When an artist makes the decision to strike out on their own – to find, shape, and share what sings in their soul – it’s so often met with trepidation and a giant sense of the unknown for those who have thus far been along for the ride hosting the status quo. Perhaps Colorado creative, Sarah Slaton, had this at the front of her mind when she co-wrote her debut single, “Dance in the Sun” with Lewis Pesacov because this song projects the exact opposite: assurance and confidence.
Beginning a new chapter where there’s no voices in the peripheral margins means that the music a solo artist makes is as open and limitless as a blank notebook. Slaton, who is best known for wearing many creative hats in defunct Denver trio, Edison, has taken the first step to showing the world what she wants to sound like when standing solo at the mic. And while it’s no hard left turn into dramatically different genre territory from fan-familiar folk roots, “Dance in the Sun” is definitely a stylistic detour on Slaton’s musical journey. Light in tone, this single effortlessly walks a line of instrumental substance and melodic looseness.
Right after a bright nine note piano motif opens the track, a packed arrangement full of the usual suspects – guitar, drum kit, and a lesser heard element in Slaton’s past, bass guitar – fall into place simultaneously. Yet, the kick-in doesn’t aim to knock people off their feet. Acoustic guitar played in comfortably but not excessively high register, and drums that keep things moving with the more reserved touch of a drier snare and a off-beat brush, give the song an immediate flourish of sound without weighing it down. Then, even when Slaton’s vocal rises up a few bars later, the stepwise-focused melody helps to serve a trio of purposes: keeping her voice in the perfect range to modestly float above the backing band, establish a memorable hook anyone can hum after the song ends, and leaving the humble enough that listeners can better take to the lyrics and intended message of optimistic bravery.
And you’ve been walking a tightrope
Lost on a wire without hope
But lift your head, don’t let go
But lift your head don’t let go, let go
– Lyrics from “Dance in the Sun”
While the lyrics are given plenty of room to be heard and taken well to heart, much like the delicate balance of walking a tightrope that Slaton references in this second verse, she and co-writer Lewis Pesacov opted to exercise restraint in the complexity of their chosen metaphors, swinging the balance of focus back toward the instrumental support. Once the first chorus has arrived, “Dance In The Sun” has settled into its groove and the completed sonic landscape can be digested more carefully. What listeners might start to notice at this point is that, beyond rationing out just the right amount of dynamic intensity with tonal clarity, the music feels distinctly reminiscent of classic Fleetwood Mac, and not just for the reasons of Slaton’s admittance of alignment vis-a-vie her layered vocals. Solid guitar and bass playing driven the song but are kept moderate enough to maintain favor with the folk rock crowd. The thick but defined bass guitar fills out the lower range during a lyric minimal chorus introduced with densely multi-tracked “ooo” vocals by Slaton and by the titular second half, the band is riding on the momentum of a melody that turns just the slightest bit minor in tone color as it descends, while a second clean electric guitar arrives to add just a dash of bluesy attitude off note transitions that hook together with Lindsey Buckingham-flavored swagger.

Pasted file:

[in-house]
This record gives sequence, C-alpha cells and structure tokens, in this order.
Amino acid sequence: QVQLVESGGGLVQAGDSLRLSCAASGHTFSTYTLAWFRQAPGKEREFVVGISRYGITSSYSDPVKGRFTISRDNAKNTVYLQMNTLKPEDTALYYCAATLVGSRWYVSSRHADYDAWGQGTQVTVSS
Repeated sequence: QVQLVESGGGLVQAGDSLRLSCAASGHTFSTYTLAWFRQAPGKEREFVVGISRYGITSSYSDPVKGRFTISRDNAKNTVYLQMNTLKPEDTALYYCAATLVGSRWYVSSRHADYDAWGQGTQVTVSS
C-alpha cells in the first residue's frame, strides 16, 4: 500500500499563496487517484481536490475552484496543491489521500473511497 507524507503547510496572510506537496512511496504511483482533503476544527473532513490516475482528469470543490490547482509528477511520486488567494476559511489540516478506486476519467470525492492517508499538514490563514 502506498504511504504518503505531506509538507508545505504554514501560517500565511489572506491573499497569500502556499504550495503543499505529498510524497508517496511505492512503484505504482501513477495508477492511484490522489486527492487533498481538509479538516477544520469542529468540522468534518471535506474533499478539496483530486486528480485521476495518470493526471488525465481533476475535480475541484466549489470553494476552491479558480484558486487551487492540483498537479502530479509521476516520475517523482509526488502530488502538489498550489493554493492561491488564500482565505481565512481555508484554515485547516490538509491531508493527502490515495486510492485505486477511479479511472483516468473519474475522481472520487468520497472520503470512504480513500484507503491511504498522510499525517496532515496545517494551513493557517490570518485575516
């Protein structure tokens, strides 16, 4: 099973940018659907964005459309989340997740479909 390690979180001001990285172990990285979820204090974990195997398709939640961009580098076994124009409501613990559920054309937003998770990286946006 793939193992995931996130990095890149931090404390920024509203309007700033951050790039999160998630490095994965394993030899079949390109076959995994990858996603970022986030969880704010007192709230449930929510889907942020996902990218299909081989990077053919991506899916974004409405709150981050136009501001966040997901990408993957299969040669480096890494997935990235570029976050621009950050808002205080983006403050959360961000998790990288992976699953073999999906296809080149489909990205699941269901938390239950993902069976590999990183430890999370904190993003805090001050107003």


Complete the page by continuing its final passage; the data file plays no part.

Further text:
The track also being engineered, mixed, and produced by Pesacov (Best Coast, Local Natives, Fool’s Gold), credit needs to be given to his sharp ears, which helped enhance the listening experience by how he made these moving parts come together. The sound stage is crowded but nothing is shoving for space in the mix. The wider, heavier sounds are given the room they need to be heard clearly without skewing the fully realized performance. When a bass guitar is able to be not only heard but tastefully appreciated without distracting, it’s a sure sign of a studious engineer who knows the power of low end instrumentation lies not just in sheer tonal force and, that it can truly contribute to the impact of a chord progression if guided correctly.
Still, the subtle and effecting decision-making of “Dance In The Sun” doesn’t end there. Slaton pulls another rabbit out of her signature fedora with the choice to strip back the whole band exactly when the point of the song seems to have hit its lyrical and dynamic apex. It’s daring to elect for a virtually bare vocal over an acoustic take of the chorus. There’s vulnerability in the choice and with the song not harboring a surprise third verse, this is a clever way to add another dimension of indirect symbolism for the vulnerable and daring juncture at which Slaton currently stands, without introducing in new ideas at the last minute before the full arrangement floods back in and pushes the song to its actual conclusion.
“Dance In The Sun” definitely gives off that summer radio theme song vibe and it reflects a change in direction for Sarah Slaton’s songwriting style. However, considering the initial spark for this track was lit in Slaton’s mind years back and only brought to complete fruition now, it’s clear a great amount of meticulous thought was given to all the components of this song and to all the steps in its process of creation. And no matter what style she chooses to channel going forward, Sarah Slaton is making it clear her penchant for putting an authentic piece of herself and her life experiences into her music is one thing that’s certain to stay the same. It’s just a matter of where and how she will choose to let it come through.
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